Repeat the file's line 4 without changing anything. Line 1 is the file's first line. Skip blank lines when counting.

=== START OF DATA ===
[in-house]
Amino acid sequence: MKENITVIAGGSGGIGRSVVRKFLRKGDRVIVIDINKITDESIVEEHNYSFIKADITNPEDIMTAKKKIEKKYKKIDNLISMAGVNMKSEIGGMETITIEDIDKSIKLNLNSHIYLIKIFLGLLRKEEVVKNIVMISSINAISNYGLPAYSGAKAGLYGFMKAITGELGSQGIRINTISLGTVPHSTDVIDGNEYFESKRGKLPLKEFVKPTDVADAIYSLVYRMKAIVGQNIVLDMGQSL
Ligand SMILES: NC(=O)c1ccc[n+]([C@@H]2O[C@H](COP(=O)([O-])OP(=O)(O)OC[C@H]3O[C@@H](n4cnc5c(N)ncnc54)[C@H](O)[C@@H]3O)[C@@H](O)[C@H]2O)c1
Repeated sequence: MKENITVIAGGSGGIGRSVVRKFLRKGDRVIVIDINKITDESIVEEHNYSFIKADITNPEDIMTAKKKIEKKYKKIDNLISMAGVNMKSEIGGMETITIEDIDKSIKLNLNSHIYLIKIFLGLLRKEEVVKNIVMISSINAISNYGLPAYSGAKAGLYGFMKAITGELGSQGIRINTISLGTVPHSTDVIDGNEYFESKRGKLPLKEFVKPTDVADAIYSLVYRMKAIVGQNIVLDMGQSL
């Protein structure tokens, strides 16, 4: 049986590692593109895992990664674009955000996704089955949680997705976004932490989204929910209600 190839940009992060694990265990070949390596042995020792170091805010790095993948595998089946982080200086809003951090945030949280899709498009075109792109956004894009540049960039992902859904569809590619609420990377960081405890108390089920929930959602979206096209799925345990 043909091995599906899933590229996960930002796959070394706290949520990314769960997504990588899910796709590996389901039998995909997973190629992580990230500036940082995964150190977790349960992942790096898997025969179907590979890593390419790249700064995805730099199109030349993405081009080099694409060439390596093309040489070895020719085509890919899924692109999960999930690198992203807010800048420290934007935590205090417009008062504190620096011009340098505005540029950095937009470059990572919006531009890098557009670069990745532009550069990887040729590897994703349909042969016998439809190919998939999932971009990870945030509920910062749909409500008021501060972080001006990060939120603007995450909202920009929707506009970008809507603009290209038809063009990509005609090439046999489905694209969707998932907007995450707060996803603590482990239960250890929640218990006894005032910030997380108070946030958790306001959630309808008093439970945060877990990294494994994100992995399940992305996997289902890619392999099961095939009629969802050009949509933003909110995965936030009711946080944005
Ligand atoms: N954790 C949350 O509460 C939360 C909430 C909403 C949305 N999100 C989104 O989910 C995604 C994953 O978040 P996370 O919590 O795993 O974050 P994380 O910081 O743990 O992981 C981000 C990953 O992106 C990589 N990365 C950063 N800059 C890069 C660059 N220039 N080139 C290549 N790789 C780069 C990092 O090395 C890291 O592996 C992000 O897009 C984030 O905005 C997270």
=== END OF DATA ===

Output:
Repeated sequence: MKENITVIAGGSGGIGRSVVRKFLRKGDRVIVIDINKITDESIVEEHNYSFIKADITNPEDIMTAKKKIEKKYKKIDNLISMAGVNMKSEIGGMETITIEDIDKSIKLNLNSHIYLIKIFLGLLRKEEVVKNIVMISSINAISNYGLPAYSGAKAGLYGFMKAITGELGSQGIRINTISLGTVPHSTDVIDGNEYFESKRGKLPLKEFVKPTDVADAIYSLVYRMKAIVGQNIVLDMGQSL